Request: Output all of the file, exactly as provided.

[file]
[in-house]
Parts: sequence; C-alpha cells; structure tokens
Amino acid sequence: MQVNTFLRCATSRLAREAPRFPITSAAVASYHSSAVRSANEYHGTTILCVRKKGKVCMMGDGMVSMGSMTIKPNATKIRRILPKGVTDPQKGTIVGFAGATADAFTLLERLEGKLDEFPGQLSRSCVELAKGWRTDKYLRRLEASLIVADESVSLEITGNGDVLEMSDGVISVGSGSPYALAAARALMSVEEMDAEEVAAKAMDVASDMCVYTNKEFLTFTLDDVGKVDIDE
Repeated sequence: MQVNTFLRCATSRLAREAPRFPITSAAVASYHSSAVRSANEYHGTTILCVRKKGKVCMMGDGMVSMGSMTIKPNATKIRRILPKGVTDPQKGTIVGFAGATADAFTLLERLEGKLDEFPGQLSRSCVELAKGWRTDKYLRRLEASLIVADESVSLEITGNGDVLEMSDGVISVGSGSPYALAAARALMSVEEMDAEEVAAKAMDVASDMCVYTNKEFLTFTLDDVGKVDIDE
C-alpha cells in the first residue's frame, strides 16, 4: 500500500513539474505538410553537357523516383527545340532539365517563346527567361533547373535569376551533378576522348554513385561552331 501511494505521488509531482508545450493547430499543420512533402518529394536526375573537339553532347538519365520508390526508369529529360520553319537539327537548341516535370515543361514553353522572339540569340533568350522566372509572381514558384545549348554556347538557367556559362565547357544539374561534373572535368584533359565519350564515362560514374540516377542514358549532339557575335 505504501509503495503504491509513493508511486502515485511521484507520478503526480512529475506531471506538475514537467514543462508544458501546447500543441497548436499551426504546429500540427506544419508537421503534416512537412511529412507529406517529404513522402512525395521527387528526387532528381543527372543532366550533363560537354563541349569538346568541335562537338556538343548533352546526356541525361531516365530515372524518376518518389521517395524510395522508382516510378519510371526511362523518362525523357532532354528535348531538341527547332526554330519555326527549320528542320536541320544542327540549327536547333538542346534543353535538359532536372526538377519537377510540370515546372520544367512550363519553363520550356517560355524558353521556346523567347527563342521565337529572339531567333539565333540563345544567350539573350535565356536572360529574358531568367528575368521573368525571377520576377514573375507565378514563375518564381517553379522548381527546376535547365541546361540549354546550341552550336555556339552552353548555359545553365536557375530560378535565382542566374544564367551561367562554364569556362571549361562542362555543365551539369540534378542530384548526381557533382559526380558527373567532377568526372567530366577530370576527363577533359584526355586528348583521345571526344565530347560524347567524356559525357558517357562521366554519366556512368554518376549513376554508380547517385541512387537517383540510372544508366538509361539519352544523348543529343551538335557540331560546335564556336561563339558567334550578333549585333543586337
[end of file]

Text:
[in-house]
Parts: sequence; C-alpha cells; structure tokens
Amino acid sequence: MQVNTFLRCATSRLAREAPRFPITSAAVASYHSSAVRSANEYHGTTILCVRKKGKVCMMGDGMVSMGSMTIKPNATKIRRILPKGVTDPQKGTIVGFAGATADAFTLLERLEGKLDEFPGQLSRSCVELAKGWRTDKYLRRLEASLIVADESVSLEITGNGDVLEMSDGVISVGSGSPYALAAARALMSVEEMDAEEVAAKAMDVASDMCVYTNKEFLTFTLDDVGKVDIDE
Repeated sequence: MQVNTFLRCATSRLAREAPRFPITSAAVASYHSSAVRSANEYHGTTILCVRKKGKVCMMGDGMVSMGSMTIKPNATKIRRILPKGVTDPQKGTIVGFAGATADAFTLLERLEGKLDEFPGQLSRSCVELAKGWRTDKYLRRLEASLIVADESVSLEITGNGDVLEMSDGVISVGSGSPYALAAARALMSVEEMDAEEVAAKAMDVASDMCVYTNKEFLTFTLDDVGKVDIDE
C-alpha cells in the first residue's frame, strides 16, 4: 500500500513539474505538410553537357523516383527545340532539365517563346527567361533547373535569376551533378576522348554513385561552331 501511494505521488509531482508545450493547430499543420512533402518529394536526375573537339553532347538519365520508390526508369529529360520553319537539327537548341516535370515543361514553353522572339540569340533568350522566372509572381514558384545549348554556347538557367556559362565547357544539374561534373572535368584533359565519350564515362560514374540516377542514358549532339557575335 505504501509503495503504491509513493508511486502515485511521484507520478503526480512529475506531471506538475514537467514543462508544458501546447500543441497548436499551426504546429500540427506544419508537421503534416512537412511529412507529406517529404513522402512525395521527387528526387532528381543527372543532366550533363560537354563541349569538346568541335562537338556538343548533352546526356541525361531516365530515372524518376518518389521517395524510395522508382516510378519510371526511362523518362525523357532532354528535348531538341527547332526554330519555326527549320528542320536541320544542327540549327536547333538542346534543353535538359532536372526538377519537377510540370515546372520544367512550363519553363520550356517560355524558353521556346523567347527563342521565337529572339531567333539565333540563345544567350539573350535565356536572360529574358531568367528575368521573368525571377520576377514573375507565378514563375518564381517553379522548381527546376535547365541546361540549354546550341552550336555556339552552353548555359545553365536557375530560378535565382542566374544564367551561367562554364569556362571549361562542362555543365551539369540534378542530384548526381557533382559526380558527373567532377568526372567530366577530370576527363577533359584526355586528348583521345571526344565530347560524347567524356559525357558517357562521366554519366556512368554518376549513376554508380547517385541512387537517383540510372544508366538509361539519352544523348543529343551538335557540331560546335564556336561563339558567334550578333549585333543586337